The working world has experienced drastic changes in recent decades, with the business landscape no longer being male dominated. Fewer women are leaving the workplace for long periods of time to raise a family and manage the household and are choosing to balance work and home life, prioritising professional development and climbing the career ladder.
Recent studies have found that Manchester is home to the second highest number of businesses with female leaders, with a total of 3,269 across the city.
However, although the 21st century has seen workplace equality progress in leaps and bounds, an imbalance persists, and there is still a fundamental lack of women in leadership roles.
It’s no secret that women still face more challenges than their male counterparts in order to enter leadership positions, but why is it more crucial than ever to ensure women make up a higher proportion of leadership roles, and what could be the benefits to overall business performance?
Women drive workplace innovation
Having a diverse range of people around the table when tackling challenges in the workplace not only offers the opportunity to hear from different perspectives, but it can also lead to break through, innovative ideas that can maximise business performance.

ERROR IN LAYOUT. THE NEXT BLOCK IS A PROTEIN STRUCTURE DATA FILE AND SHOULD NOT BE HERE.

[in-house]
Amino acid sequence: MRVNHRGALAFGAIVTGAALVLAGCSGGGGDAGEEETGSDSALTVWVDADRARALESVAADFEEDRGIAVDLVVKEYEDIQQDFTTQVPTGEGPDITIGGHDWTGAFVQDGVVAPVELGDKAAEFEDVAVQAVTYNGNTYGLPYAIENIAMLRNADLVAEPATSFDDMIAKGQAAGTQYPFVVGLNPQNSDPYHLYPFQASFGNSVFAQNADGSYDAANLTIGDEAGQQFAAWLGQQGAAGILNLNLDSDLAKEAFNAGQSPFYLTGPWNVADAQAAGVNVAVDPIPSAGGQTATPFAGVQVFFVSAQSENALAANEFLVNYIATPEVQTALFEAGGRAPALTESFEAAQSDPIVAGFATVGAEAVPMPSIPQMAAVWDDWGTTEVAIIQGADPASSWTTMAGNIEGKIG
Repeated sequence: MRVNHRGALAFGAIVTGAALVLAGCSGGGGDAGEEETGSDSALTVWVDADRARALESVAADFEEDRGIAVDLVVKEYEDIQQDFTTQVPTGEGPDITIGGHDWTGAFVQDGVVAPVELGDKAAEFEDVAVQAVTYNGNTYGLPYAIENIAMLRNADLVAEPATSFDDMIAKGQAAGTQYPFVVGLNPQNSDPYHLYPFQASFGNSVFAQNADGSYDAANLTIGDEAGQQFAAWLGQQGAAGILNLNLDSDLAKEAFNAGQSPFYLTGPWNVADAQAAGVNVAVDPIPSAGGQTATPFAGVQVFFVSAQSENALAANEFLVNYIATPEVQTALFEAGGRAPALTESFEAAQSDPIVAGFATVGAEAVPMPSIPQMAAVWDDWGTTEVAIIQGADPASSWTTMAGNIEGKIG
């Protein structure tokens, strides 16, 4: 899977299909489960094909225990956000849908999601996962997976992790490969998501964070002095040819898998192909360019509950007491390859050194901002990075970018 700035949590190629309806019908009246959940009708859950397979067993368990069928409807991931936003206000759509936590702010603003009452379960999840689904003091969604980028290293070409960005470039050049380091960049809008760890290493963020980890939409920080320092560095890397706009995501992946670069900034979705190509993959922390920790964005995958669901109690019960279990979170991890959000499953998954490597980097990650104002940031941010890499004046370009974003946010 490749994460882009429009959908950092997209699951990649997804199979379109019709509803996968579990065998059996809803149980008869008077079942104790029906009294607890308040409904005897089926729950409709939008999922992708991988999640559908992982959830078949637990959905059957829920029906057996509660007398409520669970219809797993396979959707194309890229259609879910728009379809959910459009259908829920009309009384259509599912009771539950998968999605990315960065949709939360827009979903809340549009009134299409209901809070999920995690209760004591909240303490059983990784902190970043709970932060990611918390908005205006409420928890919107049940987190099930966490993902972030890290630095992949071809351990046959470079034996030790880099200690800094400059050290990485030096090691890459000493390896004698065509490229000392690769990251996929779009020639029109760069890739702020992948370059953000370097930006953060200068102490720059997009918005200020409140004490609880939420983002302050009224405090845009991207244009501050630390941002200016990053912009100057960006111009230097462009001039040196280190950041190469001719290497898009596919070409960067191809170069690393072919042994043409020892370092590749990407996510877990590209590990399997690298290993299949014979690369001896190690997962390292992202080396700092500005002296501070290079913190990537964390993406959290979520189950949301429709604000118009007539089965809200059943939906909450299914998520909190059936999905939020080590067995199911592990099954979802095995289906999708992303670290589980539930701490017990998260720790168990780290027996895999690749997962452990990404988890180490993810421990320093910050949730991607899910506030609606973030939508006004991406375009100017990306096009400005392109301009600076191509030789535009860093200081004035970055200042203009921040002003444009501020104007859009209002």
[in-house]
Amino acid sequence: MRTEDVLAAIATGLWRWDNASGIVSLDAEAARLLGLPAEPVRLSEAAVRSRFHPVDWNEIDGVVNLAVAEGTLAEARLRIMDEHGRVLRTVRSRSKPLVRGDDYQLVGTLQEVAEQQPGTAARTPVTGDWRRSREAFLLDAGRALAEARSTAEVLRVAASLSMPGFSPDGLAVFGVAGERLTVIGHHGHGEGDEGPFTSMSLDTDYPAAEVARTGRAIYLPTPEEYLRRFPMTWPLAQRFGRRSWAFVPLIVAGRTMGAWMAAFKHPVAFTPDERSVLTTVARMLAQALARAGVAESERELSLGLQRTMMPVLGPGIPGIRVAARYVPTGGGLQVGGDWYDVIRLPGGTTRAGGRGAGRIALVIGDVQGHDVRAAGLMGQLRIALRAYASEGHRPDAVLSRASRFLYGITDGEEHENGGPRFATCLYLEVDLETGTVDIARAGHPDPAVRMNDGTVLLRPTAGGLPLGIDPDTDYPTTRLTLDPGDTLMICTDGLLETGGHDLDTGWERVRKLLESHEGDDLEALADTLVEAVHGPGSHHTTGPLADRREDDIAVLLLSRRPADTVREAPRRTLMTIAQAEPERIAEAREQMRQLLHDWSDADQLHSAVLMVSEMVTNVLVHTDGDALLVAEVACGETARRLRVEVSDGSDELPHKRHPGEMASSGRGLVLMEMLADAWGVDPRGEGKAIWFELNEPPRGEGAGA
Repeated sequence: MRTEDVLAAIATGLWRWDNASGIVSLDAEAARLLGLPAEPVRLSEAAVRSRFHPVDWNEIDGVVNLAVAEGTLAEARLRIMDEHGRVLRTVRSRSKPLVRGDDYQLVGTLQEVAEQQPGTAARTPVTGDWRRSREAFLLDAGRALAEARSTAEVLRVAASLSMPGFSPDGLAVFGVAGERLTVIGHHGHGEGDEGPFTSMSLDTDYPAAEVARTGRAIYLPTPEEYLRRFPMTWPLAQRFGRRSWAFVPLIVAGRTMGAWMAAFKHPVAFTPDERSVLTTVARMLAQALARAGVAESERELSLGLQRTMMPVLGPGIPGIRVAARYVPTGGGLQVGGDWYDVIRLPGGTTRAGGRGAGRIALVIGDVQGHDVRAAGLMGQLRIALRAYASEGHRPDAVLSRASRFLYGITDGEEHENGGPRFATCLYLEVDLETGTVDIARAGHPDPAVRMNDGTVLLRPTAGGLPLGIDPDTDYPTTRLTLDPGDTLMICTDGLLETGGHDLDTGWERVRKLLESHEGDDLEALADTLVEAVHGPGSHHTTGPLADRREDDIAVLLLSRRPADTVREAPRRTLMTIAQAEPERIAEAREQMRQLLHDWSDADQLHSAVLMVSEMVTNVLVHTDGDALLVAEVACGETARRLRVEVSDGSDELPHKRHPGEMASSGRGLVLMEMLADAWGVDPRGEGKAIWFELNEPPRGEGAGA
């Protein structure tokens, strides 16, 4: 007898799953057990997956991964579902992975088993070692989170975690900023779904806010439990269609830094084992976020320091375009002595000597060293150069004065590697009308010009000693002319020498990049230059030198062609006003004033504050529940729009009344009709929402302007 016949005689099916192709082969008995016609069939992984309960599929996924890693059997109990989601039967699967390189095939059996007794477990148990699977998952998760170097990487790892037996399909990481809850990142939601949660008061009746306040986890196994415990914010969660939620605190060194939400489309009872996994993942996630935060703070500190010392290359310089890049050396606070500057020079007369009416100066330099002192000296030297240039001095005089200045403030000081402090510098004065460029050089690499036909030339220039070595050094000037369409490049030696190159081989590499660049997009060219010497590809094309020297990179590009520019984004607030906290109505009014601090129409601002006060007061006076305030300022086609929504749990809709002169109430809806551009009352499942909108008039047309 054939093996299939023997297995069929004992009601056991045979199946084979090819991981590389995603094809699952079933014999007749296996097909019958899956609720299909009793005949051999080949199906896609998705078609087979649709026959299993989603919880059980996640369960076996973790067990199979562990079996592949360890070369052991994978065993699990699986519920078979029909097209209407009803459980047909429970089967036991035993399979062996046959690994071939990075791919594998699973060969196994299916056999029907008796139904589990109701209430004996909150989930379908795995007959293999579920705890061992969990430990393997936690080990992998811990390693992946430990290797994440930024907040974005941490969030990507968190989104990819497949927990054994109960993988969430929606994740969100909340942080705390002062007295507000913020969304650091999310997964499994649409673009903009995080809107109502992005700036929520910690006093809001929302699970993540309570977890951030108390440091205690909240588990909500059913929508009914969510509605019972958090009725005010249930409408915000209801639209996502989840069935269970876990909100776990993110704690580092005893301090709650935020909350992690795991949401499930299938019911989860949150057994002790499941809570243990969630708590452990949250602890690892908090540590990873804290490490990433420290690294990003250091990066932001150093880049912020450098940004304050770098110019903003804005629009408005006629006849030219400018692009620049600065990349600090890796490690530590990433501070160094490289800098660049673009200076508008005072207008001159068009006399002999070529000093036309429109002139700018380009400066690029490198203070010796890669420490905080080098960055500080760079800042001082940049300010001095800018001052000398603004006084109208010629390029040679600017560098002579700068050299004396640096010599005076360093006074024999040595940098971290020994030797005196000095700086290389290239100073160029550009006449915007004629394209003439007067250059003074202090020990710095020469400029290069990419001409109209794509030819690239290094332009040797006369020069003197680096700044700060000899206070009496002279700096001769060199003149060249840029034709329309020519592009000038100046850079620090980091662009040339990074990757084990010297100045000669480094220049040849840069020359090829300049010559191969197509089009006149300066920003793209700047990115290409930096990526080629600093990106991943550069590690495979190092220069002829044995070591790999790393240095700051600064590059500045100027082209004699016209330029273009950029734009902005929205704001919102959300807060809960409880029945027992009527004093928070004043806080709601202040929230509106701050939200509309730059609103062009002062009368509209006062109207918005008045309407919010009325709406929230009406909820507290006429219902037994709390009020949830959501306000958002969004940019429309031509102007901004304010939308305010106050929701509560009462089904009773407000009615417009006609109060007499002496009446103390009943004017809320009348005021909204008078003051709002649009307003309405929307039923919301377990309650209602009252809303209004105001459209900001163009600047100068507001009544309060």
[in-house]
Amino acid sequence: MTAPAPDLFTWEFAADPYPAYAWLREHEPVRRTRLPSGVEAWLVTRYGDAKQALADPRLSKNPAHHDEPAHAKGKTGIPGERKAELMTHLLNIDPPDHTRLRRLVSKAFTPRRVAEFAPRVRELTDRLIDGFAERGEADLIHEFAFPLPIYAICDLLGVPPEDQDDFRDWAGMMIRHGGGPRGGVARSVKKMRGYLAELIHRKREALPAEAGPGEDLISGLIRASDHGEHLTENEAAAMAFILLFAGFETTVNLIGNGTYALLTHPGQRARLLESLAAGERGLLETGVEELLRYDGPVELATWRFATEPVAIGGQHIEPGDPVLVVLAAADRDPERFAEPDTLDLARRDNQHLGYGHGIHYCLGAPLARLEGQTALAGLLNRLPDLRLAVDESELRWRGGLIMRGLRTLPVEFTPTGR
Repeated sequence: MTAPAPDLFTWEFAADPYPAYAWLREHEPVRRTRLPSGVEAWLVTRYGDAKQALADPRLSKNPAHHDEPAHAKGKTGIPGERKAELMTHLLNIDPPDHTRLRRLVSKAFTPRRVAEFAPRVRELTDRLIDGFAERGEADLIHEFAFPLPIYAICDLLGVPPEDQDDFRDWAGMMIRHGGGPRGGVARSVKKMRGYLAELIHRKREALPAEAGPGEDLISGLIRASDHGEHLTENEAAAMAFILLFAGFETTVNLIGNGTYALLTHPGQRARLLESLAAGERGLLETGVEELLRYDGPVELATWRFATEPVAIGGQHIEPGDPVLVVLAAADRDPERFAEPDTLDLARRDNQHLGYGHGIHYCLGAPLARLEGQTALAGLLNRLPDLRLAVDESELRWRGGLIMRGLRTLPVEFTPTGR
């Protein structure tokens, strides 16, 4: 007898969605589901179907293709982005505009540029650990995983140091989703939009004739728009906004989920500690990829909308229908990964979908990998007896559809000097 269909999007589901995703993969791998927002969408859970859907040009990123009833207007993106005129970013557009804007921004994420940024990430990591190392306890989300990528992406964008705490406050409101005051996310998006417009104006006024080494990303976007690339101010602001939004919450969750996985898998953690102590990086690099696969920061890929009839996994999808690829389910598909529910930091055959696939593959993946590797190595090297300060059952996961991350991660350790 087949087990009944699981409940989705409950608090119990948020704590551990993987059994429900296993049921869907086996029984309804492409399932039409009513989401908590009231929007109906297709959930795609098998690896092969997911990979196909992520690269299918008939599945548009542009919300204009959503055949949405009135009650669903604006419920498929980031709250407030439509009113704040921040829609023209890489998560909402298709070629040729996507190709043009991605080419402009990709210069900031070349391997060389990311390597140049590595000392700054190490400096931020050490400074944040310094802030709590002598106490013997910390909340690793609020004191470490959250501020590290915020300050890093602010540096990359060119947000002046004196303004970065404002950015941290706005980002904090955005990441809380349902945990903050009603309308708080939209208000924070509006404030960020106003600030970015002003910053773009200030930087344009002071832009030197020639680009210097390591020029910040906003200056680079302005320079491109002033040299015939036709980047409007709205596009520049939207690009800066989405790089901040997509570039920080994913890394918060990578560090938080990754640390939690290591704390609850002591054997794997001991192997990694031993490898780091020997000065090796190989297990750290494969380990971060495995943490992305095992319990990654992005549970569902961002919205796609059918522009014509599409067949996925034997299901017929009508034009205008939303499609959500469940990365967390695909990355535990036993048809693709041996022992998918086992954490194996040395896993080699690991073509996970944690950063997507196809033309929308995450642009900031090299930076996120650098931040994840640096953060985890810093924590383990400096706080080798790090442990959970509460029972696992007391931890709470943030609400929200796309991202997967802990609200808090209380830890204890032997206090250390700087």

Scientifically, men and women are likely to approach problems from different angles, so by hearing from a range of perspectives, organisations could find new ways of solving their unique challenges. Research by Deloitte suggests that companies who adopt and prioritise establishing an inclusive culture within the workplace are six times more likely to adopt innovative ideas, and therefore twice as likely to meet their financial targets.
Female leadership inspires the workforce
When women take up leadership positions, it’s not just them that benefit, it can be the whole organisation. Research carried out by the American Psychological Association found that female leaders are more likely to demonstrate transformational styles of leadership, and are also more likely to inspire and motivate colleagues to work collaboratively towards the organisation’s mission and values, compared with their male counterparts.
Compassionate leadership which focuses on careful listening, understanding, and empathising has clear evidence and results in more engaged and motivated staff, which in turn can lead to higher profitability across the whole organisation.
According to a 2010 psychological study where 699 people were split into working groups of two to five people, the findings suggested that the proportion of women in each group correlated with the group’s collective intelligence. The results of the study found that groups that had a higher proportion of women, experienced more conversational turn-taking, enabling more of the group to voice their opinion, share their ideas and utilise their skillset.
Collaboration is an important element of any business no matter the industry, it can lead to the development of more efficient processes, and allows the organisation to benefit from each individual’s talents.
Women provide invaluable customer insight
Nielson predicts that by 2028, women will make up 75% of discretionary spend, making them the most powerful influencers in the world. However, analysis suggests that only 35% of creative advertising directors in the US are women.